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Lake Koshkonong residents approve continued court fight

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Neil Johnson
August 10, 2013

FORT ATKINSON–The next act of the decade-long legal drama over water levels at Lake Koshkonong is set to start playing out in circuit court later this month, a lake district attorney said Saturday at the lake district's annual meeting.

A majority of about 95 Rock Koshkonong Lake District residents voted Saturday to approve a $45 annual fee that will include up to $40,000 in the lake district's 2014 budget to continue a court fight against the Wisconsin Department of Natural Resources for the right to use the Indianford Dam to raise water levels of Lake Koshkonong 7.2 inches in the summer.

The move came after Lake District residents attending the meeting at Fort Atkinson High School decided to reject a $40,000 proposal for the lake district to conduct a forensic analysis of its last several budgets.

Voters approved the spending, but instead asked for it to be shifted to legal costs for a case over water levels on the lake which the state Supreme Court ruled on in July, but remanded back to Rock County Circuit Court for further review.

It's unclear how much the lake district could ultimately spend in legal costs for the ongoing court fight. It has already spent around $500,000 on court costs—a fee paid through annual lake district homeowner fees, Lake District Chairman Brian Christianson has said.

Madison lawyer Bill O'Connor said Rock County Circuit Court will get files in a few weeks from the case over whether the lake district can use the Indianford Dam to hold back 7.2 inches of water to improve boating conditions in summer low-water months.

The lake is a shallow impoundment of the Rock River, and has a history of flooding in the spring and getting extremely low in the summer and fall months.

The state Supreme Court sent the case back to circuit court for further legal proceedings after it ruled July 18 that the Wisconsin Department of Natural Resources overreached its authority in setting water level mandate on Lake Koshkonong. The ruling also indicated the DNR hadn't properly considered the effect of water levels on residential and business properties around the lake.

Lake District officials, who have for years been pushing for higher water levels on the lake, have called the ruling “epic” because it signals that the DNR can no longer unilaterally issue maximum and minimum water levels on state impounded lakes.

The Supreme Court ruling did not address whether the DNR should grant or deny the Lake District's 2002 request to use the Indianford dam to hold back water in summer months.

O'Connor said parties in the case still have about two weeks left to contest parts of the Supreme Court's ruling, but he's “doubtful” any party would contest it.

O'Connor said he has not been in touch with DNR lawyers over the case. He said he would not issue public comment on how he thought a lower court decision on the water level issue could play out in lower courts.

“I'm not going to answer,” O'Connor told The Gazette Saturday. “There has been no communication between the opposing parties.

O'Connor did say that he has had “congratulatory” comments from other impounded lake districts in the state over the ruling.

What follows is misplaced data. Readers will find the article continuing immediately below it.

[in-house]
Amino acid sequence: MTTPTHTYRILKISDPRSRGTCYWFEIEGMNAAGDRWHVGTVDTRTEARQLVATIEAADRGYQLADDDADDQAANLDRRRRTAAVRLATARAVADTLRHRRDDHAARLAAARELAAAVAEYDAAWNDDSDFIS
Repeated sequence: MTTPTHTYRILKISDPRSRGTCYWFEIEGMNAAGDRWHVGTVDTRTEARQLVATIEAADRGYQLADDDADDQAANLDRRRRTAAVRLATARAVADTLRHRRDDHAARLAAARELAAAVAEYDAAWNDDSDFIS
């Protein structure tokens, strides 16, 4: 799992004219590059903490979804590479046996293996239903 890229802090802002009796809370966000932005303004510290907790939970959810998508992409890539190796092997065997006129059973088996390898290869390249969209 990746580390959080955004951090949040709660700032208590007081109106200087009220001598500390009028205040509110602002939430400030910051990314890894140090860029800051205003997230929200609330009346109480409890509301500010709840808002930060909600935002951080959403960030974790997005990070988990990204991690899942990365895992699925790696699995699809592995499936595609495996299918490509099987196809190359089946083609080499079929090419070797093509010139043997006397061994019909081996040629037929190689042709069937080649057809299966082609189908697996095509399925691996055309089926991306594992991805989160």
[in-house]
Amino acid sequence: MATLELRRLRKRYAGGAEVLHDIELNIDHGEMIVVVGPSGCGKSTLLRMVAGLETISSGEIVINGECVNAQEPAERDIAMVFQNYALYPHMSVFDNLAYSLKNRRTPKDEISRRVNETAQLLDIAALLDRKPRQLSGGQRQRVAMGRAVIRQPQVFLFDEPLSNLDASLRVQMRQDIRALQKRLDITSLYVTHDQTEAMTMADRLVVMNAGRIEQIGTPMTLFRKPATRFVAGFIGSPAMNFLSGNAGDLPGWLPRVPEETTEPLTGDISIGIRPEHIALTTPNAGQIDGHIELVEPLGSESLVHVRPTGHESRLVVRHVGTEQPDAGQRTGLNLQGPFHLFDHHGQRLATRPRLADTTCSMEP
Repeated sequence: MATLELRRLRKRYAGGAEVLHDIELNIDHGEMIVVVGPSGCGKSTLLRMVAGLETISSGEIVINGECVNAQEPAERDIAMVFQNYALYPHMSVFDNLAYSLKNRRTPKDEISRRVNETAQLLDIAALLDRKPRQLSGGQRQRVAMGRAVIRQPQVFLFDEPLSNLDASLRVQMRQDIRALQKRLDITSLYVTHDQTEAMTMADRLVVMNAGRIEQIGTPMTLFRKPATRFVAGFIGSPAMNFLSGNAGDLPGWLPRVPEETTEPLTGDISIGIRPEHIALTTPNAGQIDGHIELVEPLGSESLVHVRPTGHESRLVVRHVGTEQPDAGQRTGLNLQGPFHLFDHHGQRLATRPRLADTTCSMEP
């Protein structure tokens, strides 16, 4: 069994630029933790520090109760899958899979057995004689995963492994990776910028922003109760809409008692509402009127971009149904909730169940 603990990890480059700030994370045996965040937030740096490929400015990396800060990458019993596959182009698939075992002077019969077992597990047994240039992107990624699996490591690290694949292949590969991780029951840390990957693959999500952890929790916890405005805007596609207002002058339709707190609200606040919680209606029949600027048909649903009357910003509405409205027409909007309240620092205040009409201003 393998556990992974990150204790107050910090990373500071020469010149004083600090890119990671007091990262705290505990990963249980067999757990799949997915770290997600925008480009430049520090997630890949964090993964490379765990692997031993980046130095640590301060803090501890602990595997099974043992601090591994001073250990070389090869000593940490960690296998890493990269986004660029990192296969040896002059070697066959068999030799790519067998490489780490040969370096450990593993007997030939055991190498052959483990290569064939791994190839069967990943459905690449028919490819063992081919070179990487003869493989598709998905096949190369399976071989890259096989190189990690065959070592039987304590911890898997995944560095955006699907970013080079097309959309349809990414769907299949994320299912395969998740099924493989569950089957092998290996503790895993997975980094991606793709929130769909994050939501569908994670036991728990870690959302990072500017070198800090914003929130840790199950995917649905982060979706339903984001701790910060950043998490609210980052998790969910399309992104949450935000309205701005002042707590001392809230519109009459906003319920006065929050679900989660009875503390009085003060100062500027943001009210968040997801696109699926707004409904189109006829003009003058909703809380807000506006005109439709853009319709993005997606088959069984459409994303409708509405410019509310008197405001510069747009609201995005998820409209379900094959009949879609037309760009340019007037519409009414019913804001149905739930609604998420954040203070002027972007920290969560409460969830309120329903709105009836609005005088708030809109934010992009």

O'Connor and lake district officials suggest the ruling offers hope and legal leverage for lower courts to  question or even halt DNR rulings on impounded lake water level mandates that don't take into account impact or that “overreach” by setting water levels based on the impact on adjacent wetland properties, according to the Supreme Court ruling.

Yet it remains to be seen whether the DNR has any appetite, even after the Supreme Court ruling, to relax its mandate for maximum and minimum water levels on Lake Koshkonong.

Wetland groups and the DNR have argued for years that higher water along the lake would increase erosion of thin shoreline areas and threaten wildlife and ecosystems in adjacent wetlands owned by hunt clubs and private trusts.

The Supreme Court ruling stated that the DNR, in setting water levels mandates, relied improperly on the state's Public Trust Doctrine, which serves to protect navigable waterways in the state.

The ruling stated that the DNR was heavy handed in applying the Public Trust Doctrine to water levels.

Lake District Resident Carol Harrington, an Illinois resident who owns a property in Glen Oaks Beach along Lake Koshkonong told Lake District board officials at Saturday's meeting she respected the district for sticking to its guns in the legal fight.

She said that other lake districts in the state owe a debt of gratitude to Rock Koshkonong Lake District. She said those other districts ultimately could reap the benefit of the ruling in terms of local control over their own water levels.

“Every lake level property owner in the state should have kicked in (money)” for the legal fight, she said.

Other lake district residents, including Buck Sweeney, a lawyer who represented a wildlife group opposing higher water levels in the Supreme court, told The Gazette last month he believes that the Supreme Court's ruling did not go far enough legally to force the DNR to backpedal on its water level mandates for Lake Koshkonong.   



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